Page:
A Hospital for Sinners?

The job of a church is to help people heal, not to convince them they are not sick.

Terry Johnson, Adventist Record
<strong>A Hospital for Sinners?</strong>

You’ve heard it said “churches are hospitals for sinners.” Since we are all broken, all can find healing there. The question then arises, does the medicine restore what is diseased and broken, or is it about handing out quasi-spiritual pain killers to mask the pain, leaving the sick person unchanged?

Seventh-day Adventist Church co-founder Ellen G. White wrote, “To repent means to be sorry for sin and to turn away from it. We will not give up sin unless we see how sinful it is. There will be no real change in our lives until we stop loving sin and decide to turn from it” (Steps to Christ, p. 18). 

Our faith is focused on reconciling fallen humanity to God and supporting one another — repentant sinners — to live godly lives through the living, transformative Word of God, encouraging each other until His return (Hebrews 10:25). Our faith should transform us (Romans 12:2). Daily we are justified by Jesus, who sanctifies (through the work of a lifetime) until we are glorified and made new at His return (Romans 3:22-28).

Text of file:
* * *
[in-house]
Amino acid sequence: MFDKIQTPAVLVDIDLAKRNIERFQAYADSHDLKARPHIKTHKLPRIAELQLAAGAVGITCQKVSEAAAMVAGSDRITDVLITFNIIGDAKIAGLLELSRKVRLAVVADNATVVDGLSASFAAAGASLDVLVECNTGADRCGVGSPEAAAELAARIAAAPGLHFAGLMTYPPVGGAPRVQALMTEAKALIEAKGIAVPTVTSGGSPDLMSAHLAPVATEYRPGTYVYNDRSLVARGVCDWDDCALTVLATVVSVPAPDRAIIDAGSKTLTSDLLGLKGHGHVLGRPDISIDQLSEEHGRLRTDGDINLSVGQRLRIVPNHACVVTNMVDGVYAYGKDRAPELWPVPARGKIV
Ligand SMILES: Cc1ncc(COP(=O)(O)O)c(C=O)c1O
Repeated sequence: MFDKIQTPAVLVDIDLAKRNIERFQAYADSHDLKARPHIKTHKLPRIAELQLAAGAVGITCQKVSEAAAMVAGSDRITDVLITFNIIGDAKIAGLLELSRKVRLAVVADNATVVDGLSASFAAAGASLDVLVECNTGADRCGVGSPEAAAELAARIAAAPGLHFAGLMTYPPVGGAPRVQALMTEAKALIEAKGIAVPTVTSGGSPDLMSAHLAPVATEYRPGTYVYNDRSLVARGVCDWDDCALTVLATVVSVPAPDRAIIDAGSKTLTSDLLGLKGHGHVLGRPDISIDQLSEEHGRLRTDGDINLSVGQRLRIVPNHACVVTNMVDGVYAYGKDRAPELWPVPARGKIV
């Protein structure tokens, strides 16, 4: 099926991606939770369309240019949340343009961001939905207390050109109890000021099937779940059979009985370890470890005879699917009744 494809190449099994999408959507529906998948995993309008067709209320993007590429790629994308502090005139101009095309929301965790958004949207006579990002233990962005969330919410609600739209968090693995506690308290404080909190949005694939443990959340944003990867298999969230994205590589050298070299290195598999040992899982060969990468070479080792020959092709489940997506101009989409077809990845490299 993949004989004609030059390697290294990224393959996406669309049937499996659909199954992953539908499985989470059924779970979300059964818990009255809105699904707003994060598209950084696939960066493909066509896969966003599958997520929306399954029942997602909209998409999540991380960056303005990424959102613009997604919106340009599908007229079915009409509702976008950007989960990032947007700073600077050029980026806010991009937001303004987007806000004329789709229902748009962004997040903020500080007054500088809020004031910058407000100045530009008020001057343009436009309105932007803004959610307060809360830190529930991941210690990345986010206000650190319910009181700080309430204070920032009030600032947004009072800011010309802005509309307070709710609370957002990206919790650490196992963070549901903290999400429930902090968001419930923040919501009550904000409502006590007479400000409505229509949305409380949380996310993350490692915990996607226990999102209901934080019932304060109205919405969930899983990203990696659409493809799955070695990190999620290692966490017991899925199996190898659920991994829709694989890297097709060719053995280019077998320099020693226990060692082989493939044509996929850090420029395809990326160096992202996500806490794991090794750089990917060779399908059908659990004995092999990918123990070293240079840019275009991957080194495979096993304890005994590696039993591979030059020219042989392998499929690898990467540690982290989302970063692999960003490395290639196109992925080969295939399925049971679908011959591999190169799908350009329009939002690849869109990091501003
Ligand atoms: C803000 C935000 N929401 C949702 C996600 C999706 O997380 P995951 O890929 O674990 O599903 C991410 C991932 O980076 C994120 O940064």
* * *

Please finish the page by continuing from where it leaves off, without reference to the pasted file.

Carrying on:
Despite all this, there seems to be a desire to change the biblical purpose of the transforming church into the affirming church. While we absolutely believe every person is made in the image of God, we cannot affirm what is in opposition to God in our fallen nature. We don’t require people to be well before they show up for treatment, but what hospital heals people by convincing them they are not sick?

Hospitals are blunt in their assessment. The professionals perform a series of tests to discover what is wrong and what needs to be done to transform the diseased body into a healed one. Churches should be spiritually transformative, healing environments. How do we convince people in society that they are broken and need salvation? Without arrogance or poor behavior (too often the charge against church), and with humility, empathy, and compassion, in the manner of a medical professional.

Jesus consistently welcomed people in a countercultural manner. He ate and drank with sinners. He was hospitable, gracious, and welcoming to all. But His public comportment was consistently a call to conversion and transformation. Jesus’ first recorded words in the Gospel of Mark were basically, “Repent, for the kingdom of God is near.” He was loving, welcoming to all who needed rest — and called them to repent and be transformed by His grace.

We need to build our churches into havens of rest where everyone is welcome; the Holy Spirit’s power transforms, bringing true healing and rest by renewing each mind; a transformative environment where good news is shared and encouragement given as we prepare for His second coming.

The original version of this commentary was posted by Adventist Record. Terry Johnson is president of the Australian Union Conference of the Seventh-day Adventist Church.

Terry Johnson, Adventist Record